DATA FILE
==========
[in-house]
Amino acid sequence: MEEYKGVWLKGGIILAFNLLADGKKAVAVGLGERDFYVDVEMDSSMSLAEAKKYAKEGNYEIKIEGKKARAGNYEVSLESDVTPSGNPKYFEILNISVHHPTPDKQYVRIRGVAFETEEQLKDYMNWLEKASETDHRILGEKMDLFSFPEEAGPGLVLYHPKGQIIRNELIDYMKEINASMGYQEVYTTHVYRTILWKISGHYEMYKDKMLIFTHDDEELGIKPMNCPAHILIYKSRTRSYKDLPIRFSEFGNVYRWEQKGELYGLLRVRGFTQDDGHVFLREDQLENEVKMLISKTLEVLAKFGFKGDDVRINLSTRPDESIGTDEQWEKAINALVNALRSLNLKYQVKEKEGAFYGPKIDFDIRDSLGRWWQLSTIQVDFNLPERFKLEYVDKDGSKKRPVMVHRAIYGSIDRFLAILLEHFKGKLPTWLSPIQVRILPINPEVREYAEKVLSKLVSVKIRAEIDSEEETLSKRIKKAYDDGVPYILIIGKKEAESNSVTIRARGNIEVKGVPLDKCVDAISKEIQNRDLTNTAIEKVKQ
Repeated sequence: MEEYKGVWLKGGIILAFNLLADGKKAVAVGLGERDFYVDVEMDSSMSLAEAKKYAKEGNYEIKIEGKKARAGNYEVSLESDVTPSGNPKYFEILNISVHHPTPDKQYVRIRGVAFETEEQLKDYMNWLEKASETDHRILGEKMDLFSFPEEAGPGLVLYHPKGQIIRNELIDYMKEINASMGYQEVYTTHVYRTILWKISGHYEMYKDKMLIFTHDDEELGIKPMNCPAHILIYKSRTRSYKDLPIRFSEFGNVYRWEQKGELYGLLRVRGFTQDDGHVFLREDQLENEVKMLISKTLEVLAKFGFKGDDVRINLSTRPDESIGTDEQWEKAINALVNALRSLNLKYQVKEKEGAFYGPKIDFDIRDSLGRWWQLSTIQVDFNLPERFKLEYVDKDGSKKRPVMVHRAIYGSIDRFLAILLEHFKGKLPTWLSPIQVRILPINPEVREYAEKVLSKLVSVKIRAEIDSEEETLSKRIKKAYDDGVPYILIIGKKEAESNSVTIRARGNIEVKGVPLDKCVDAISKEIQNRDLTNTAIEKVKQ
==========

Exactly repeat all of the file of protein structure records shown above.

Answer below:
[in-house]
Amino acid sequence: MEEYKGVWLKGGIILAFNLLADGKKAVAVGLGERDFYVDVEMDSSMSLAEAKKYAKEGNYEIKIEGKKARAGNYEVSLESDVTPSGNPKYFEILNISVHHPTPDKQYVRIRGVAFETEEQLKDYMNWLEKASETDHRILGEKMDLFSFPEEAGPGLVLYHPKGQIIRNELIDYMKEINASMGYQEVYTTHVYRTILWKISGHYEMYKDKMLIFTHDDEELGIKPMNCPAHILIYKSRTRSYKDLPIRFSEFGNVYRWEQKGELYGLLRVRGFTQDDGHVFLREDQLENEVKMLISKTLEVLAKFGFKGDDVRINLSTRPDESIGTDEQWEKAINALVNALRSLNLKYQVKEKEGAFYGPKIDFDIRDSLGRWWQLSTIQVDFNLPERFKLEYVDKDGSKKRPVMVHRAIYGSIDRFLAILLEHFKGKLPTWLSPIQVRILPINPEVREYAEKVLSKLVSVKIRAEIDSEEETLSKRIKKAYDDGVPYILIIGKKEAESNSVTIRARGNIEVKGVPLDKCVDAISKEIQNRDLTNTAIEKVKQ
Repeated sequence: MEEYKGVWLKGGIILAFNLLADGKKAVAVGLGERDFYVDVEMDSSMSLAEAKKYAKEGNYEIKIEGKKARAGNYEVSLESDVTPSGNPKYFEILNISVHHPTPDKQYVRIRGVAFETEEQLKDYMNWLEKASETDHRILGEKMDLFSFPEEAGPGLVLYHPKGQIIRNELIDYMKEINASMGYQEVYTTHVYRTILWKISGHYEMYKDKMLIFTHDDEELGIKPMNCPAHILIYKSRTRSYKDLPIRFSEFGNVYRWEQKGELYGLLRVRGFTQDDGHVFLREDQLENEVKMLISKTLEVLAKFGFKGDDVRINLSTRPDESIGTDEQWEKAINALVNALRSLNLKYQVKEKEGAFYGPKIDFDIRDSLGRWWQLSTIQVDFNLPERFKLEYVDKDGSKKRPVMVHRAIYGSIDRFLAILLEHFKGKLPTWLSPIQVRILPINPEVREYAEKVLSKLVSVKIRAEIDSEEETLSKRIKKAYDDGVPYILIIGKKEAESNSVTIRARGNIEVKGVPLDKCVDAISKEIQNRDLTNTAIEKVKQ